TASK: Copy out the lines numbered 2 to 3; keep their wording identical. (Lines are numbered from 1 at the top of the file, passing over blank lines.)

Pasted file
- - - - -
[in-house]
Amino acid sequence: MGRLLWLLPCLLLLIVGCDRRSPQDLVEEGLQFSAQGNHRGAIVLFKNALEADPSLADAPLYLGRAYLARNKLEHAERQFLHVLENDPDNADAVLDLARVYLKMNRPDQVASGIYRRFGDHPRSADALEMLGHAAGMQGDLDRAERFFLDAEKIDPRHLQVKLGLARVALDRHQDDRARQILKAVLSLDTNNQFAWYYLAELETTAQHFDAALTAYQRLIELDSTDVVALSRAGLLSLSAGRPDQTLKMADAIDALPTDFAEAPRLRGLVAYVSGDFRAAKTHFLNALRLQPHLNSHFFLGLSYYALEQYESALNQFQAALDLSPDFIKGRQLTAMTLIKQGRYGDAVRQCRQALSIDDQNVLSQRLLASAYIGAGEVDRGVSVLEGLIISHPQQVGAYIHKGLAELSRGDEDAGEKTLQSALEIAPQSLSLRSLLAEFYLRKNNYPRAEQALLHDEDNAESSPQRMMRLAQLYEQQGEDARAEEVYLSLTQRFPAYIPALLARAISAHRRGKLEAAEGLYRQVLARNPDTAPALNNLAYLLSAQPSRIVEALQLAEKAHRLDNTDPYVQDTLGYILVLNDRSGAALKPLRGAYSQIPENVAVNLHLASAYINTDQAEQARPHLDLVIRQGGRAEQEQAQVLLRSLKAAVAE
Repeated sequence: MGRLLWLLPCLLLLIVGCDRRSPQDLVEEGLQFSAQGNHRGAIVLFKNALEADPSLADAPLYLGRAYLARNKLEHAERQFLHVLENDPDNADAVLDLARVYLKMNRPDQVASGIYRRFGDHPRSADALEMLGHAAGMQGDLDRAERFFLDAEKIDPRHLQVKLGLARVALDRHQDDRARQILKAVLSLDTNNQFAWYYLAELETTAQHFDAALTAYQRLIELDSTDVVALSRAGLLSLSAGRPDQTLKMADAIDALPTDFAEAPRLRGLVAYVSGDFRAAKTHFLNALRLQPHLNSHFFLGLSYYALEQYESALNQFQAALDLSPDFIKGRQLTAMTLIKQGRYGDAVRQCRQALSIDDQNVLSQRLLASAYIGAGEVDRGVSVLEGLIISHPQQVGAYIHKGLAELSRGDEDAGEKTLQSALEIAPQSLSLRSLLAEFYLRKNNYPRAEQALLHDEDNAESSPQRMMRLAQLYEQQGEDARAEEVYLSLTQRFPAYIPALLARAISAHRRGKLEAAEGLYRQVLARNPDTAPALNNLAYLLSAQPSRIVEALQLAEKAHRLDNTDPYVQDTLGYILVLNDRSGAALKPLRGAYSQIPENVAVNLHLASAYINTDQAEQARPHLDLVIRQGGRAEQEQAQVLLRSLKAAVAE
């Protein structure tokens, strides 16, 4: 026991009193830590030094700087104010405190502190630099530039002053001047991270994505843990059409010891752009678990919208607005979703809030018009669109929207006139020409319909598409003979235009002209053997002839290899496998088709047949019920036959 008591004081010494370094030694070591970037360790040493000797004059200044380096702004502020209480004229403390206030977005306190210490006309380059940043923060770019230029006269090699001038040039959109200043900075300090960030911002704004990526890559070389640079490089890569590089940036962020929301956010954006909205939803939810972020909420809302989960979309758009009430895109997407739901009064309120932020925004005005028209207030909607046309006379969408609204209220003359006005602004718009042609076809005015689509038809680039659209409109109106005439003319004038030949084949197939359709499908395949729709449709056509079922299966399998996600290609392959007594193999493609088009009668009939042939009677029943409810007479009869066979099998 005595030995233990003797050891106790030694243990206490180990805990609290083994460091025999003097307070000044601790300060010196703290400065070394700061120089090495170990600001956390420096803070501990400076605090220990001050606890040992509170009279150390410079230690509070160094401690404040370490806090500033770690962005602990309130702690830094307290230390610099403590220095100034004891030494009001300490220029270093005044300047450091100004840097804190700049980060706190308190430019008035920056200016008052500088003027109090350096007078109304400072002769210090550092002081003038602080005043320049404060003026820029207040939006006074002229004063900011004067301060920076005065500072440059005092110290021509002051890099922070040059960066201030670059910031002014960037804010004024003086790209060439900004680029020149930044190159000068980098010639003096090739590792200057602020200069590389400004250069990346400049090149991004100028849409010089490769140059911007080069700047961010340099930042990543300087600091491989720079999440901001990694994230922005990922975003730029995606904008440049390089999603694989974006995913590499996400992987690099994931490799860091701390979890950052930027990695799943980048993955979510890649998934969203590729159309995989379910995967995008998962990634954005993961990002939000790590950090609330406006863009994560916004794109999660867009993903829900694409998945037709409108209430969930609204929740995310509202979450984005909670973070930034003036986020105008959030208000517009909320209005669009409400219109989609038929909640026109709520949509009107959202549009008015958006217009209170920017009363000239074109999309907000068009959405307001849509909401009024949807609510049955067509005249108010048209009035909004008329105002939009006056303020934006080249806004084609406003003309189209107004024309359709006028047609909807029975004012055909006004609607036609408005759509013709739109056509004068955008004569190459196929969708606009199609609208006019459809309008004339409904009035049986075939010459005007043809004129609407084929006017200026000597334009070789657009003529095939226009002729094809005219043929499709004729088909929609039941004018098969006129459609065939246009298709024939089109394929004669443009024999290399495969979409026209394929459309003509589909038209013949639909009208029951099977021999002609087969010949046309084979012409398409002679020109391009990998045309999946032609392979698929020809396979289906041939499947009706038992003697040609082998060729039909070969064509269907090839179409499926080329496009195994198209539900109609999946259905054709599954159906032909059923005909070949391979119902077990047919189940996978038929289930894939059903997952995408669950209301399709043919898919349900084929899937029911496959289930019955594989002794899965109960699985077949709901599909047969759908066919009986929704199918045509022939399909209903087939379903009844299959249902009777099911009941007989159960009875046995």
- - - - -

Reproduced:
Amino acid sequence: MGRLLWLLPCLLLLIVGCDRRSPQDLVEEGLQFSAQGNHRGAIVLFKNALEADPSLADAPLYLGRAYLARNKLEHAERQFLHVLENDPDNADAVLDLARVYLKMNRPDQVASGIYRRFGDHPRSADALEMLGHAAGMQGDLDRAERFFLDAEKIDPRHLQVKLGLARVALDRHQDDRARQILKAVLSLDTNNQFAWYYLAELETTAQHFDAALTAYQRLIELDSTDVVALSRAGLLSLSAGRPDQTLKMADAIDALPTDFAEAPRLRGLVAYVSGDFRAAKTHFLNALRLQPHLNSHFFLGLSYYALEQYESALNQFQAALDLSPDFIKGRQLTAMTLIKQGRYGDAVRQCRQALSIDDQNVLSQRLLASAYIGAGEVDRGVSVLEGLIISHPQQVGAYIHKGLAELSRGDEDAGEKTLQSALEIAPQSLSLRSLLAEFYLRKNNYPRAEQALLHDEDNAESSPQRMMRLAQLYEQQGEDARAEEVYLSLTQRFPAYIPALLARAISAHRRGKLEAAEGLYRQVLARNPDTAPALNNLAYLLSAQPSRIVEALQLAEKAHRLDNTDPYVQDTLGYILVLNDRSGAALKPLRGAYSQIPENVAVNLHLASAYINTDQAEQARPHLDLVIRQGGRAEQEQAQVLLRSLKAAVAE
Repeated sequence: MGRLLWLLPCLLLLIVGCDRRSPQDLVEEGLQFSAQGNHRGAIVLFKNALEADPSLADAPLYLGRAYLARNKLEHAERQFLHVLENDPDNADAVLDLARVYLKMNRPDQVASGIYRRFGDHPRSADALEMLGHAAGMQGDLDRAERFFLDAEKIDPRHLQVKLGLARVALDRHQDDRARQILKAVLSLDTNNQFAWYYLAELETTAQHFDAALTAYQRLIELDSTDVVALSRAGLLSLSAGRPDQTLKMADAIDALPTDFAEAPRLRGLVAYVSGDFRAAKTHFLNALRLQPHLNSHFFLGLSYYALEQYESALNQFQAALDLSPDFIKGRQLTAMTLIKQGRYGDAVRQCRQALSIDDQNVLSQRLLASAYIGAGEVDRGVSVLEGLIISHPQQVGAYIHKGLAELSRGDEDAGEKTLQSALEIAPQSLSLRSLLAEFYLRKNNYPRAEQALLHDEDNAESSPQRMMRLAQLYEQQGEDARAEEVYLSLTQRFPAYIPALLARAISAHRRGKLEAAEGLYRQVLARNPDTAPALNNLAYLLSAQPSRIVEALQLAEKAHRLDNTDPYVQDTLGYILVLNDRSGAALKPLRGAYSQIPENVAVNLHLASAYINTDQAEQARPHLDLVIRQGGRAEQEQAQVLLRSLKAAVAE